NEW YORK — Parents whose children have an interest in drawing might consider “Disney Art Academy” (Nintendo) a worthwhile purchase. This new video game for the Nintendo 3DS system is designed to help young people hone their sketching skills.
However, in addition to shelling out $30 to the folks at the Magic Kingdom, parents also would do well to make the far more modest investment in a pad and pencil. A small gaming screen, after all, will only take a future Rembrandt so far.
“Art Academy” basically consists of a digital tracing and coloring pad. The plot surrounding the art tutorials is perfunctory: You’re a new student at a Disney drawing school and you need to prove your chops to advance. Moving forward is easy, as long as you can trace a basic outline of Mickey Mouse’s head and color in Cinderella’s face.
Unsurprisingly, the game is free of objectionable content, and is therefore suitable for all ages.
Once the player has conquered the basic Mickey, he or she can move on to other, more complex Disney and Pixar characters. These familiar figures, over 80 in all, range from the Little Mermaid and Winnie-the-Pooh to James P. “Sulley” Sullivan from “Monsters, Inc.”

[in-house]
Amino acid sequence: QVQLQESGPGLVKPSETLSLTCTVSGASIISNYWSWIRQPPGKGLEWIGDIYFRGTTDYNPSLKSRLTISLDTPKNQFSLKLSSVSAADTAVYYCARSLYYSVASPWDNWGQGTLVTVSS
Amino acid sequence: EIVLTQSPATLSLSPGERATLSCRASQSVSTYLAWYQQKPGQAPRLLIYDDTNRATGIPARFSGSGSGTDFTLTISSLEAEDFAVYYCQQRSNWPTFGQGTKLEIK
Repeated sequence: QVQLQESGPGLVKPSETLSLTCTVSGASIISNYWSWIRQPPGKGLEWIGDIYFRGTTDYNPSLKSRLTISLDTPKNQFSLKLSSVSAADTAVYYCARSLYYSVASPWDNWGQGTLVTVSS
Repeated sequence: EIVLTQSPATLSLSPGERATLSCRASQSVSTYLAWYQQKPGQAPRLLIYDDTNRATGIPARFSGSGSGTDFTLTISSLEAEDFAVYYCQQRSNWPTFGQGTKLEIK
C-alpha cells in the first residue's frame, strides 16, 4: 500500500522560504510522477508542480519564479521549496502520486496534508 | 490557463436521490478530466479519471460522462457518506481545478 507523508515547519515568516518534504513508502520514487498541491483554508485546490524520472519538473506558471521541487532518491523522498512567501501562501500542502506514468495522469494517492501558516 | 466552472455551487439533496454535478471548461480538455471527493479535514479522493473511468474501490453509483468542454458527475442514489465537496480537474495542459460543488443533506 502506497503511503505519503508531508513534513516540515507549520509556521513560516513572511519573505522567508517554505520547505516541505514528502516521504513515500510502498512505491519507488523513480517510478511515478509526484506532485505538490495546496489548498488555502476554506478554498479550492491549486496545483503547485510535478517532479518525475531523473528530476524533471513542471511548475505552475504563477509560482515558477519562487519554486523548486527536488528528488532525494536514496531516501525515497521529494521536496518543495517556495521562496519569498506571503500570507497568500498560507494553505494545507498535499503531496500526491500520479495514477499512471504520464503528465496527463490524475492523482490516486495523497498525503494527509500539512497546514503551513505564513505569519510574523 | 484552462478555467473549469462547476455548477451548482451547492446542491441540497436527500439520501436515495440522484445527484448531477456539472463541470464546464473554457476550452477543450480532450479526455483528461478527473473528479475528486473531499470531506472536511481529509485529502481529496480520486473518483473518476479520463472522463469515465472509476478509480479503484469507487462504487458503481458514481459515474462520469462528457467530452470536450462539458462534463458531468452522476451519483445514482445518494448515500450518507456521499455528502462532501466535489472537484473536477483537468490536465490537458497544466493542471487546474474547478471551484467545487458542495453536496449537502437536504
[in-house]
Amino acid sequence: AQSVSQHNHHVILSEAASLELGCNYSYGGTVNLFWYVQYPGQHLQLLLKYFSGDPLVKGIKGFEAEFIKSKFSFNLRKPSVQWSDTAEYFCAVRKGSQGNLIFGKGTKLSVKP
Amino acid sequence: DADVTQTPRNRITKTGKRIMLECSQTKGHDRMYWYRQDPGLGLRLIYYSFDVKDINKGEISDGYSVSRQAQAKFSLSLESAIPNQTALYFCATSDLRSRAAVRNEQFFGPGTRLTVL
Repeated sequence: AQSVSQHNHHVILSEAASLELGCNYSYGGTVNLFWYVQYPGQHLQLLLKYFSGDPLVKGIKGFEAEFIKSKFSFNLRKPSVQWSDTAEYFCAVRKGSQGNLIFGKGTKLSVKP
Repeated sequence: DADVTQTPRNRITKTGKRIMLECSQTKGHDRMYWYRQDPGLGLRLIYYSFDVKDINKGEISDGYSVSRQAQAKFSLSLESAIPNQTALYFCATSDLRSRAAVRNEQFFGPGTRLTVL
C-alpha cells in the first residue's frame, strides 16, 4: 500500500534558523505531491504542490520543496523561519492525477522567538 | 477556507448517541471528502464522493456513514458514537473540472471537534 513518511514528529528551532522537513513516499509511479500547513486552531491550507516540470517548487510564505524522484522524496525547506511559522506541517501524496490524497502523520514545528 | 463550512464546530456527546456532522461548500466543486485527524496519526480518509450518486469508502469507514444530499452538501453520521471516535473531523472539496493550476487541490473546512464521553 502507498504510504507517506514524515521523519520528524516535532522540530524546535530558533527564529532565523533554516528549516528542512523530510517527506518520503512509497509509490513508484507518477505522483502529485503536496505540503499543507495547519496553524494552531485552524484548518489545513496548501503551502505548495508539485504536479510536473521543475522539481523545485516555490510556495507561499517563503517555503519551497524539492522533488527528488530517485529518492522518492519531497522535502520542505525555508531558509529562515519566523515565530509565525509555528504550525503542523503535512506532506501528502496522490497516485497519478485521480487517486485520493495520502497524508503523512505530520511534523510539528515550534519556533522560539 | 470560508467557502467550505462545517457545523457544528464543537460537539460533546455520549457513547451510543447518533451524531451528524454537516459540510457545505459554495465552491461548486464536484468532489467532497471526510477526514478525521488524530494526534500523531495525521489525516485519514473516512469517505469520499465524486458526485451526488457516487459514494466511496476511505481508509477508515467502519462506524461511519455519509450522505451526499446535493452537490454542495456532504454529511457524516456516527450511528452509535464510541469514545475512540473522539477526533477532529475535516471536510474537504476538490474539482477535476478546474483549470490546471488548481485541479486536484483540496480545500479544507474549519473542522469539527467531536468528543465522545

From reproducing franchise favorites, the gamer graduates to still more detailed compositions, using digital tools like a paint brush and a spray can to meet the latest challenges to his or her creativity. Eventually there’s the option of a blank screen for free-form drawing.
Players are not given the chance to move forward to any tutorial they wish, however. The game moves in sequence with no opportunity to jump to a future lesson.
On the upside, the art a gamer creates can be shared and printed. Final masterpieces can be posted to Nintendo’s “Miiverse” website, for example, or shown to friends through a local wireless connection.
Besides the limitations imposed by the dimensions of the screen, however, some other considerations make that pad and pencil — or better yet, that pile of scrap paper and box of crayons — implements that, primitive as they may be, can never be excelled.
Drawing, like swimming or praying, is something that’s best experienced in the real world using old-school techniques that are ever ancient yet ever new. Part of the joy of creating art — especially for kids — is the messiness of innumerable misfires and fresh starts. And the whole thing hardly counts if Mom doesn’t wind up shaking her head in despair over the crayon marks on your clothes.
The Catholic News Service classification is A-I — general patronage. The Entertainment Software Rating Board rating is E — everyone.